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THE following article was partially published in the "Edinburgh Review," during my absence from Europe. Considerable portions of the matter contained in the proofs, as I finally settled them, were omitted. It is now reprinted unmutilated, indeed verbatim, from the revise as it left my hands.
On reperusal I have found nothing to soften or to retrench, though I could add and strengthen much.
To bring down the story of American Slavery to the present time, I have reprinted the speech of Mr. Sumner in the Senate of the United States, on the 19th and 20th of May last, and a brief notice of the frightful scenes which followed it.
The moral and intellectual character of Mr. Sumner has long been admired by Europe.
To sympathy for his courage is now added sympathy for his calamity.
I cannot believe that he has suffered in vain.
I cannot believe that the great country to which
ample of the depravation and ferocity which sudden wealth and uncontrolled power can produce in nations, as they have often produced them in individuals.
The present degradation of the United States is a tremendous warning. It must sadden and alarm all who believe in the excellence of purely democratic institutions.
THE UNITED STATES.*
THE sale of "Uncle Tom's Cabin" is the most marvellous literary phenomenon that the world has witnessed.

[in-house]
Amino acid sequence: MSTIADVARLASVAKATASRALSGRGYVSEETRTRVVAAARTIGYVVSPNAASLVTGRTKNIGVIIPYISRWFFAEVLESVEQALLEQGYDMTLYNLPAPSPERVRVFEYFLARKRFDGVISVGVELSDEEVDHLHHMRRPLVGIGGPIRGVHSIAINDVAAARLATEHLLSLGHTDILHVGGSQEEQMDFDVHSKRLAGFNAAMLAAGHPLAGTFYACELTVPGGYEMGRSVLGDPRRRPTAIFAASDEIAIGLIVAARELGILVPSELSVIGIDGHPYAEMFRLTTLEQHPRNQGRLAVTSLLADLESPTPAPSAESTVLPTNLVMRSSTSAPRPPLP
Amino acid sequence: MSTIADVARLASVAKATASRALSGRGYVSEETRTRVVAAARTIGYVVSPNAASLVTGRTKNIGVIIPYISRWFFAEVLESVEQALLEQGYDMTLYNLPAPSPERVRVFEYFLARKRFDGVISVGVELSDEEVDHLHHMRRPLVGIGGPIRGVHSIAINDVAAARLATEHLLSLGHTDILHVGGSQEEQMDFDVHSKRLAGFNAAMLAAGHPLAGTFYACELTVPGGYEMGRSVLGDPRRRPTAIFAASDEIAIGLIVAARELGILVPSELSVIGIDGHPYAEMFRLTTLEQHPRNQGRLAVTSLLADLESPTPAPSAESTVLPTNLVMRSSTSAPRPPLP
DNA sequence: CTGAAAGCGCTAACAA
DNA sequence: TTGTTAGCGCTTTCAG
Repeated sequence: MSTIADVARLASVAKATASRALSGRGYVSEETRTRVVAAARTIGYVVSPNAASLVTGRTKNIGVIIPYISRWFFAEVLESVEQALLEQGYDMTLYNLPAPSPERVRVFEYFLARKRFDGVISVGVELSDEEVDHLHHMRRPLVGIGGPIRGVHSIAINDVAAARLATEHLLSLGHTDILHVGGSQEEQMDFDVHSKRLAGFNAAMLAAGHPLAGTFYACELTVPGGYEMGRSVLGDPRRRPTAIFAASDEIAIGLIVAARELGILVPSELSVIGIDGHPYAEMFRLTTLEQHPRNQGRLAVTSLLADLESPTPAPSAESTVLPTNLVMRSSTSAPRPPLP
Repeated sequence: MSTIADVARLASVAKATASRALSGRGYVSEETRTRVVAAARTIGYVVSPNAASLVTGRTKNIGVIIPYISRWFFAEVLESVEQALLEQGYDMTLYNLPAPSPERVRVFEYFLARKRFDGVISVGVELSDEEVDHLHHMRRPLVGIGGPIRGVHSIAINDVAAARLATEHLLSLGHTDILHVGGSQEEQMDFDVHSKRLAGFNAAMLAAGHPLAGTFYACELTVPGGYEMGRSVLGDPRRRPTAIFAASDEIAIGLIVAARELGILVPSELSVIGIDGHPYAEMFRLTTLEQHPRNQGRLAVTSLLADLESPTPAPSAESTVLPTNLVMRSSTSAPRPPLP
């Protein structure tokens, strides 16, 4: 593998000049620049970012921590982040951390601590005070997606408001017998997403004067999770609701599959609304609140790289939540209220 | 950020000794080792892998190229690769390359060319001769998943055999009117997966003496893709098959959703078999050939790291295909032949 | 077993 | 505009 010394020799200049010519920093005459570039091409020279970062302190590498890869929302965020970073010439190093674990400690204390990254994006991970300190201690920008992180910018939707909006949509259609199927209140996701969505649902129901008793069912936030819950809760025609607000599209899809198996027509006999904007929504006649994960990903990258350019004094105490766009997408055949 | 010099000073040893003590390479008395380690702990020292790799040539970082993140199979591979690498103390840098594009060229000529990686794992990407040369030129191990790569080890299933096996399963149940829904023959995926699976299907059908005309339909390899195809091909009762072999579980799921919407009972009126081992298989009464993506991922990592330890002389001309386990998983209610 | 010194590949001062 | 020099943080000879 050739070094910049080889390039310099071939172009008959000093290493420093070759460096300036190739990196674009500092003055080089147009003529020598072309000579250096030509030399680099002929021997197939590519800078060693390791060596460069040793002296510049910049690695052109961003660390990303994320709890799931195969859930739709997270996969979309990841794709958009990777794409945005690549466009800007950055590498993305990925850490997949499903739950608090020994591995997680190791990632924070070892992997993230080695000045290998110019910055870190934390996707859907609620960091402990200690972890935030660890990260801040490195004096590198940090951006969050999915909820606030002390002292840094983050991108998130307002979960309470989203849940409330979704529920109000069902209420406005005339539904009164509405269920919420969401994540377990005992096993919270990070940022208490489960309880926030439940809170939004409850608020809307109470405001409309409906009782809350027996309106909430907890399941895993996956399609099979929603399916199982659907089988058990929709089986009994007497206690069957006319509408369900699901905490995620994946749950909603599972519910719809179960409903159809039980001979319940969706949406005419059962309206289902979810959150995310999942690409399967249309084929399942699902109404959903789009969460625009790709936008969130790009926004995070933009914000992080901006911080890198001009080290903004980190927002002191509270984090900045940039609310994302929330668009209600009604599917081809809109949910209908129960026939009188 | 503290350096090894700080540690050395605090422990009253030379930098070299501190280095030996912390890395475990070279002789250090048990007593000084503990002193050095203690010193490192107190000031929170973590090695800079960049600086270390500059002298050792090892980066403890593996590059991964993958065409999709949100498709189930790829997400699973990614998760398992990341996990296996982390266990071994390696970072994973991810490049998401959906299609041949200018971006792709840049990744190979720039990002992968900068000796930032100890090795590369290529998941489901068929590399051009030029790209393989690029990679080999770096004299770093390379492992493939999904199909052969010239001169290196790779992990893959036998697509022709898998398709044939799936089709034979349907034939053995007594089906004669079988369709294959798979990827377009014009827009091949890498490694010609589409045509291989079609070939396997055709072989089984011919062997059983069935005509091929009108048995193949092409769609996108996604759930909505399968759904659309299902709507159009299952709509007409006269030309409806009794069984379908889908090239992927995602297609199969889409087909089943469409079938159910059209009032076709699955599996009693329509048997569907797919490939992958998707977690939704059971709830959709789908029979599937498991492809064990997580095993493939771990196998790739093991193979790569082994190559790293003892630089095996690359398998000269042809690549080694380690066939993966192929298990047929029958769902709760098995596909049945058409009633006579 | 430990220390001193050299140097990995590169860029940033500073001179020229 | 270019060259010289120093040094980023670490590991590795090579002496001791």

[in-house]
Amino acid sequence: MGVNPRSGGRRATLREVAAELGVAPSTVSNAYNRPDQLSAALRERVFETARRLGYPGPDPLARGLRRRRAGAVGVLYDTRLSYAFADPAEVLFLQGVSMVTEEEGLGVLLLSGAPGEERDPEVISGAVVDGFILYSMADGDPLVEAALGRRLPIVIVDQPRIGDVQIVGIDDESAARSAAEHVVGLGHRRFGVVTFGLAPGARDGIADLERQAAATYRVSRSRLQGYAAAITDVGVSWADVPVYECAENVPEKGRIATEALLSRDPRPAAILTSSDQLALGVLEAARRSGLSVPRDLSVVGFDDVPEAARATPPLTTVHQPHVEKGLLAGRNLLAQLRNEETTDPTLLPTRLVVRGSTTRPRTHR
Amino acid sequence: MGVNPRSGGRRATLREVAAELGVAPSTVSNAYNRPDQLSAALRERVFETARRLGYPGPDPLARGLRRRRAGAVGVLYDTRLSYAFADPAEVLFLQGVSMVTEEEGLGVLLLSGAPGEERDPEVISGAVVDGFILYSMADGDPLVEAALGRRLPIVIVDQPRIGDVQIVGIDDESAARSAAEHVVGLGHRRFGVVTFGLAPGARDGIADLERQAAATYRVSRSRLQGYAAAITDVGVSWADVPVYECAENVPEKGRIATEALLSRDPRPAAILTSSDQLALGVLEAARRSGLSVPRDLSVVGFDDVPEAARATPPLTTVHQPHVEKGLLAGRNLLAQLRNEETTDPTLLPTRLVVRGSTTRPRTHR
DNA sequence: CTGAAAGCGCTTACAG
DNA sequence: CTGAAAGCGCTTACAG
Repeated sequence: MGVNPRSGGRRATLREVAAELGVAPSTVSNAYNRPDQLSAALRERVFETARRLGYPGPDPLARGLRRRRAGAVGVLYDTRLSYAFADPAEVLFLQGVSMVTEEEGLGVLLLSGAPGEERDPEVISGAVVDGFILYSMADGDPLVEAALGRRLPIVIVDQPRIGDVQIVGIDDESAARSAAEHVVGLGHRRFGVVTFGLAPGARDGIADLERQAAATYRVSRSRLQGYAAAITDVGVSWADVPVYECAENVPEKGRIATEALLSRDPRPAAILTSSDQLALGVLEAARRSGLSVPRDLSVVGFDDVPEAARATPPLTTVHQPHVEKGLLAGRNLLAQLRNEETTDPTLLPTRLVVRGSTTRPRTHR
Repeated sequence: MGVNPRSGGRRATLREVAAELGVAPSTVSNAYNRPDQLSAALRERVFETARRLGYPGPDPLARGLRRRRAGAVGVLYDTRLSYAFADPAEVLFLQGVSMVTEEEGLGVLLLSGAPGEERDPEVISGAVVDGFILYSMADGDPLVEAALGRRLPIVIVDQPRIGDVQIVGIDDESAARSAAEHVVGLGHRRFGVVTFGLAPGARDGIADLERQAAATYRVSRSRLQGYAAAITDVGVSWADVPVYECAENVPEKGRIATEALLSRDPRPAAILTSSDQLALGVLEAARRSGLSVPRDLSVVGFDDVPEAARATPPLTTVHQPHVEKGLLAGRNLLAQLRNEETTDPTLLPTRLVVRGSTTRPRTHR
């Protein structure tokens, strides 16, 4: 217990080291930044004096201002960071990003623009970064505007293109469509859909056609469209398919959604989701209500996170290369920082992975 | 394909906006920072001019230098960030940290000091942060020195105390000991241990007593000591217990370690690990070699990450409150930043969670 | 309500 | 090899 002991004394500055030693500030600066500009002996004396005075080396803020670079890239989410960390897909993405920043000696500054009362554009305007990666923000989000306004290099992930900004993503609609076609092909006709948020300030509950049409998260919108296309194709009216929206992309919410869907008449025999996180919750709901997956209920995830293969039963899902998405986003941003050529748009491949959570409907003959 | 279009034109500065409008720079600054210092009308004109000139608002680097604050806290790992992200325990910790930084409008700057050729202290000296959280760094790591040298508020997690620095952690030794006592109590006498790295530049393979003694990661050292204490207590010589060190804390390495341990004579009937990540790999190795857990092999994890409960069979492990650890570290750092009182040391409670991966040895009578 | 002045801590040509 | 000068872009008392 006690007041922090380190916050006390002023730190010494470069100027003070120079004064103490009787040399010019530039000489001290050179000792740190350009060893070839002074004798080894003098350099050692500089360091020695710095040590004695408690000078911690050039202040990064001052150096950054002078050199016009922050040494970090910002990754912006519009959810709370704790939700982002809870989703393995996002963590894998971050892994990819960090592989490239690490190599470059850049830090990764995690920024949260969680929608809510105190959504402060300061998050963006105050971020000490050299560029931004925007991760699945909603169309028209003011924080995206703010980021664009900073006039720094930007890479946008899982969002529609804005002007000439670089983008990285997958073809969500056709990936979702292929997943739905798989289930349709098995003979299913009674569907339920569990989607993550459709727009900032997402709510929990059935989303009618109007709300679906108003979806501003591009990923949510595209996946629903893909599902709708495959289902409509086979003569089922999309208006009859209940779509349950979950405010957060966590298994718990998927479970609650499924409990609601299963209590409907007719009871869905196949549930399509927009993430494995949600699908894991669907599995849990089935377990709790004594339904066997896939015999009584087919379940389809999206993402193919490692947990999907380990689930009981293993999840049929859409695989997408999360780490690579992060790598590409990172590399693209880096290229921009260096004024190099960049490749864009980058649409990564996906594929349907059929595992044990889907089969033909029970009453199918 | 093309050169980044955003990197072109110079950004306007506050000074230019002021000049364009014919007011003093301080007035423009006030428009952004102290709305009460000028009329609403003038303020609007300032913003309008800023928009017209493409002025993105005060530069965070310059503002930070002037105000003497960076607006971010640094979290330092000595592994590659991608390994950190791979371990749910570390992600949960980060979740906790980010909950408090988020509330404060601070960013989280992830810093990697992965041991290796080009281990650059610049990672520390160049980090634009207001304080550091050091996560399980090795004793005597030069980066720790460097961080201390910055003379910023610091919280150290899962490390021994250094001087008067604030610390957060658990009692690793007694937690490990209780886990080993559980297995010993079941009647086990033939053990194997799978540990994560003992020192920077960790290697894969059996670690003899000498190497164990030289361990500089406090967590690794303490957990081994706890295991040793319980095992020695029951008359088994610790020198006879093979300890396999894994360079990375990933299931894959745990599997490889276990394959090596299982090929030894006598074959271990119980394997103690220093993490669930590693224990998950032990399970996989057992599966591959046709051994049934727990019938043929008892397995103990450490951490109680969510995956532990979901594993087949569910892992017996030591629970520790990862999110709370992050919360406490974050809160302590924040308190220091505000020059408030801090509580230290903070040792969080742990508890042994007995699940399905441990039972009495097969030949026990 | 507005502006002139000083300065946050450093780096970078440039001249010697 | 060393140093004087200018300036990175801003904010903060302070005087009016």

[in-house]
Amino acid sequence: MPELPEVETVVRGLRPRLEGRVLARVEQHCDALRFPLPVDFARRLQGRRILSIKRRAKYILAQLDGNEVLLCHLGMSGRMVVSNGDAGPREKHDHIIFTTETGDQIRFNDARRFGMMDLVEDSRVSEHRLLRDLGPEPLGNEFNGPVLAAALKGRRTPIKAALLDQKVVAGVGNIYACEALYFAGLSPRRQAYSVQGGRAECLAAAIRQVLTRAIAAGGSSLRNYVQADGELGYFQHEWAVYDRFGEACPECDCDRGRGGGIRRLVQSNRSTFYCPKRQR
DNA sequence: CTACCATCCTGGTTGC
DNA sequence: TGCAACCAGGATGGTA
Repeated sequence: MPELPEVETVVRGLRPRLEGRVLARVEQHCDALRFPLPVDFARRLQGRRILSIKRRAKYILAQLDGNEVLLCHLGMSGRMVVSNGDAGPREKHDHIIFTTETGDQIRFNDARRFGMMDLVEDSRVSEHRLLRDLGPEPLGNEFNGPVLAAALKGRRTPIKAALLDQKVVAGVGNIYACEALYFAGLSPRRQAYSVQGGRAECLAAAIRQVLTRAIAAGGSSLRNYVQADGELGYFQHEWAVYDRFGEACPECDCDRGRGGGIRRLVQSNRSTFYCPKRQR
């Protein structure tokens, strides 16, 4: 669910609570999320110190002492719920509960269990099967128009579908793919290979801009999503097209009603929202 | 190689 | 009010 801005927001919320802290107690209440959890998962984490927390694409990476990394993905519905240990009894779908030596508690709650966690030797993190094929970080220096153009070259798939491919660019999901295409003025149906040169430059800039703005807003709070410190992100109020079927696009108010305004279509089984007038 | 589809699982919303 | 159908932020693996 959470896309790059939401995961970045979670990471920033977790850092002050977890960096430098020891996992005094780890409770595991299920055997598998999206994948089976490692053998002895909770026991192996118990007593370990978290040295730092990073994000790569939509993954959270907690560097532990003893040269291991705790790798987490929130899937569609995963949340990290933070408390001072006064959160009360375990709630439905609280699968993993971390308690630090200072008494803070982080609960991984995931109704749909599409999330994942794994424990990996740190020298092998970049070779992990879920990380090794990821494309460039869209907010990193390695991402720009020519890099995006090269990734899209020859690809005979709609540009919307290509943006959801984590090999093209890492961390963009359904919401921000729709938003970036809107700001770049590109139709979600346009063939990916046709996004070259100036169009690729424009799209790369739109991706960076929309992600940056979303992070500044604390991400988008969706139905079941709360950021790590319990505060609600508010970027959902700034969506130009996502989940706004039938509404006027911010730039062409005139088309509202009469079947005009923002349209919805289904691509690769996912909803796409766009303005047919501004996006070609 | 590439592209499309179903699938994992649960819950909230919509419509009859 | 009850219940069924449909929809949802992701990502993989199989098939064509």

It came out as a sort of feuilleton in the "National Era," a Washington paper. The death of Uncle Tom was the first portion published, indeed the first that was written. It appeared in the summer of 1851, and excited so much attention, that Mrs. Stowe added a beginning and middle to her end, by composing and printing from week to week the story as we now have it, until it was concluded in March, 1852. It
* 1. Uncle Tom's Cabin, or Life among the Lowly. By HARRIET BEECHER STOWE. London: 1853.
2. A Key to Uncle Tom's Cabin. By HARRIET BEECHER STOWE. London: 1853.
3. Sunny Memories of Foreign Lands. By Mrs. HARRIET BEECHER STOWE. London: 1854.
4. Speech of the Honourable Charles Sumner on his Motion to Repeal the Fugitive Slave Bill in the Senate of the United States. Aug. 26. 1852. Washington: 1852.